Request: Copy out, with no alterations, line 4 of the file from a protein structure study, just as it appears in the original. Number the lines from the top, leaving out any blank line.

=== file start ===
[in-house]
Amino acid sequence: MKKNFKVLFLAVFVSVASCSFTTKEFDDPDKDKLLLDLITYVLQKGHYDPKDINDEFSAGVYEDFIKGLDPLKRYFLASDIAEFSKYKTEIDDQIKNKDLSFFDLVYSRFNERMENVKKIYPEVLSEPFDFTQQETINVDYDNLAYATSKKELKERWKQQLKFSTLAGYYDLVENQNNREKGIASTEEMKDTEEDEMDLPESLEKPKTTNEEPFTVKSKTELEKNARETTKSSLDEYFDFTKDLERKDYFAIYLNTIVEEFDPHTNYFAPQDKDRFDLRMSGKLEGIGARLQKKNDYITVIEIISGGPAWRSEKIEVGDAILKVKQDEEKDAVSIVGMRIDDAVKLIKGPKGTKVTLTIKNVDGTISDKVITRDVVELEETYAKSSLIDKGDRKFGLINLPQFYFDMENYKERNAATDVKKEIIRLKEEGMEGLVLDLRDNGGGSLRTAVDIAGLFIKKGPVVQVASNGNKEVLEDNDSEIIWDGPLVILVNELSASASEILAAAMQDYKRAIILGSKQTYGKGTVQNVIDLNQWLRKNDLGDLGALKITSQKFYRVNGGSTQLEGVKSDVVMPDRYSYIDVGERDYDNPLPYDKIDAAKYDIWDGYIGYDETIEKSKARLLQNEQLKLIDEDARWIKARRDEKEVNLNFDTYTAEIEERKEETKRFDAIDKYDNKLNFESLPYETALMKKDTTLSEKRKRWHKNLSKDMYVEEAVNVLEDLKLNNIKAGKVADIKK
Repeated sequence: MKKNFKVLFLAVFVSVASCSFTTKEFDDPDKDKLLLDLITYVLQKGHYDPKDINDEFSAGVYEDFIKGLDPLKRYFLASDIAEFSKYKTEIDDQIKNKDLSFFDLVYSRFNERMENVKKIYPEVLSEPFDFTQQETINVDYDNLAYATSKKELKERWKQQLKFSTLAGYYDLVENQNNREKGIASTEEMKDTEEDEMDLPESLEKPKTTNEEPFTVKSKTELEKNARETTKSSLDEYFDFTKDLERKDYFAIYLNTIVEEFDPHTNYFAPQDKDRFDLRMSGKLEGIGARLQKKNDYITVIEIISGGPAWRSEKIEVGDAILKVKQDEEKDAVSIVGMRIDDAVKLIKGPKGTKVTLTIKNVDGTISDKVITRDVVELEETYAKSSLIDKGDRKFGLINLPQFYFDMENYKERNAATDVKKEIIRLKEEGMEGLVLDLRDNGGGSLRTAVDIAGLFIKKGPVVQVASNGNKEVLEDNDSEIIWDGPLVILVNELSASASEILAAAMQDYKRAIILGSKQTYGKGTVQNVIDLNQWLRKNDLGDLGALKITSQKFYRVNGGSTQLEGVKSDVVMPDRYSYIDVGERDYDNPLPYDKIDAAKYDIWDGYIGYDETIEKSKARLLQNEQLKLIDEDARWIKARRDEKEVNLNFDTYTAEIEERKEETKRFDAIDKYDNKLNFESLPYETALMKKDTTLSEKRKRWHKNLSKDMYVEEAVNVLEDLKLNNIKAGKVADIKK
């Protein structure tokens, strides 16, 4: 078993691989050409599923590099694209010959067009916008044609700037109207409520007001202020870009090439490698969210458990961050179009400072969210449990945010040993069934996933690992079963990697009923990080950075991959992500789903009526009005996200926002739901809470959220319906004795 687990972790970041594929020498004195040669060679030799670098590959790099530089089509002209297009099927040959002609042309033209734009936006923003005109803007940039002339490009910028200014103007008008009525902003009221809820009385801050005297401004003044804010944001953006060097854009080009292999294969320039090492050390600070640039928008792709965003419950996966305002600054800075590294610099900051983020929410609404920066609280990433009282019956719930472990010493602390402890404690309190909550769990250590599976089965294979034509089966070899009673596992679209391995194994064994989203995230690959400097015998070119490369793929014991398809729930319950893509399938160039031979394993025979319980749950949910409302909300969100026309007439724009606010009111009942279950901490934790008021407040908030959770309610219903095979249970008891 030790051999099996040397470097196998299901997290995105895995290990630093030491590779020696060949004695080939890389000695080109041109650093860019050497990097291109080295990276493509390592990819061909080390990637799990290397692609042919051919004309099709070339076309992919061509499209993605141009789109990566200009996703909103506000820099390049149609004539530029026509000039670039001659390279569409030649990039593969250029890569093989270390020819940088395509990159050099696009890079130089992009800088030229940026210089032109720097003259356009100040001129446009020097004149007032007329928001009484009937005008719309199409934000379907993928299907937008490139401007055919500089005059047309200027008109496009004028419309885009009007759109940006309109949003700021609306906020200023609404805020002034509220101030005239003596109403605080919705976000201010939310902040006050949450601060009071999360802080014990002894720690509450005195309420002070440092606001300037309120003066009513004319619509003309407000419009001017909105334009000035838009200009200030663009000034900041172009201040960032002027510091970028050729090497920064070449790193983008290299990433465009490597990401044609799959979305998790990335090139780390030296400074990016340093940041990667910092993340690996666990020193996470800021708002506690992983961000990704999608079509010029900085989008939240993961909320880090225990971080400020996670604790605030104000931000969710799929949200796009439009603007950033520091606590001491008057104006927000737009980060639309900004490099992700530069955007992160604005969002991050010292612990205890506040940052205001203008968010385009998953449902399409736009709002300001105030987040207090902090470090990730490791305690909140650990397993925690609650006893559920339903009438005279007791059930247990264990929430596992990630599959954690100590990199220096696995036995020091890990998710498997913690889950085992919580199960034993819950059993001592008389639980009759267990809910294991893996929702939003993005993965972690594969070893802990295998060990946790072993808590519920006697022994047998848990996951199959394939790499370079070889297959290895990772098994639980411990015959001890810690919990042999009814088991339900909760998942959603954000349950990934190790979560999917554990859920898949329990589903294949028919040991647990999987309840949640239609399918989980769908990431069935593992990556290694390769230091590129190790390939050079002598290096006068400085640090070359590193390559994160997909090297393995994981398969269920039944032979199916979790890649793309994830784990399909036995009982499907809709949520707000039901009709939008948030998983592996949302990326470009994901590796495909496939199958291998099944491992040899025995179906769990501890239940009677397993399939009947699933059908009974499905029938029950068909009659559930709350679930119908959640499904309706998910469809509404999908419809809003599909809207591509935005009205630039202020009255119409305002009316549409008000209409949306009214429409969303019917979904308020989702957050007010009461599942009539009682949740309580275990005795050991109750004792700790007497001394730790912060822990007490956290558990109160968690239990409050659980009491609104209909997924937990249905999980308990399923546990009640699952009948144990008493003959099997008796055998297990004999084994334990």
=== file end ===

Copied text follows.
């Protein structure tokens, strides 16, 4: 078993691989050409599923590099694209010959067009916008044609700037109207409520007001202020870009090439490698969210458990961050179009400072969210449990945010040993069934996933690992079963990697009923990080950075991959992500789903009526009005996200926002739901809470959220319906004795 687990972790970041594929020498004195040669060679030799670098590959790099530089089509002209297009099927040959002609042309033209734009936006923003005109803007940039002339490009910028200014103007008008009525902003009221809820009385801050005297401004003044804010944001953006060097854009080009292999294969320039090492050390600070640039928008792709965003419950996966305002600054800075590294610099900051983020929410609404920066609280990433009282019956719930472990010493602390402890404690309190909550769990250590599976089965294979034509089966070899009673596992679209391995194994064994989203995230690959400097015998070119490369793929014991398809729930319950893509399938160039031979394993025979319980749950949910409302909300969100026309007439724009606010009111009942279950901490934790008021407040908030959770309610219903095979249970008891 030790051999099996040397470097196998299901997290995105895995290990630093030491590779020696060949004695080939890389000695080109041109650093860019050497990097291109080295990276493509390592990819061909080390990637799990290397692609042919051919004309099709070339076309992919061509499209993605141009789109990566200009996703909103506000820099390049149609004539530029026509000039670039001659390279569409030649990039593969250029890569093989270390020819940088395509990159050099696009890079130089992009800088030229940026210089032109720097003259356009100040001129446009020097004149007032007329928001009484009937005008719309199409934000379907993928299907937008490139401007055919500089005059047309200027008109496009004028419309885009009007759109940006309109949003700021609306906020200023609404805020002034509220101030005239003596109403605080919705976000201010939310902040006050949450601060009071999360802080014990002894720690509450005195309420002070440092606001300037309120003066009513004319619509003309407000419009001017909105334009000035838009200009200030663009000034900041172009201040960032002027510091970028050729090497920064070449790193983008290299990433465009490597990401044609799959979305998790990335090139780390030296400074990016340093940041990667910092993340690996666990020193996470800021708002506690992983961000990704999608079509010029900085989008939240993961909320880090225990971080400020996670604790605030104000931000969710799929949200796009439009603007950033520091606590001491008057104006927000737009980060639309900004490099992700530069955007992160604005969002991050010292612990205890506040940052205001203008968010385009998953449902399409736009709002300001105030987040207090902090470090990730490791305690909140650990397993925690609650006893559920339903009438005279007791059930247990264990929430596992990630599959954690100590990199220096696995036995020091890990998710498997913690889950085992919580199960034993819950059993001592008389639980009759267990809910294991893996929702939003993005993965972690594969070893802990295998060990946790072993808590519920006697022994047998848990996951199959394939790499370079070889297959290895990772098994639980411990015959001890810690919990042999009814088991339900909760998942959603954000349950990934190790979560999917554990859920898949329990589903294949028919040991647990999987309840949640239609399918989980769908990431069935593992990556290694390769230091590129190790390939050079002598290096006068400085640090070359590193390559994160997909090297393995994981398969269920039944032979199916979790890649793309994830784990399909036995009982499907809709949520707000039901009709939008948030998983592996949302990326470009994901590796495909496939199958291998099944491992040899025995179906769990501890239940009677397993399939009947699933059908009974499905029938029950068909009659559930709350679930119908959640499904309706998910469809509404999908419809809003599909809207591509935005009205630039202020009255119409305002009316549409008000209409949306009214429409969303019917979904308020989702957050007010009461599942009539009682949740309580275990005795050991109750004792700790007497001394730790912060822990007490956290558990109160968690239990409050659980009491609104209909997924937990249905999980308990399923546990009640699952009948144990008493003959099997008796055998297990004999084994334990």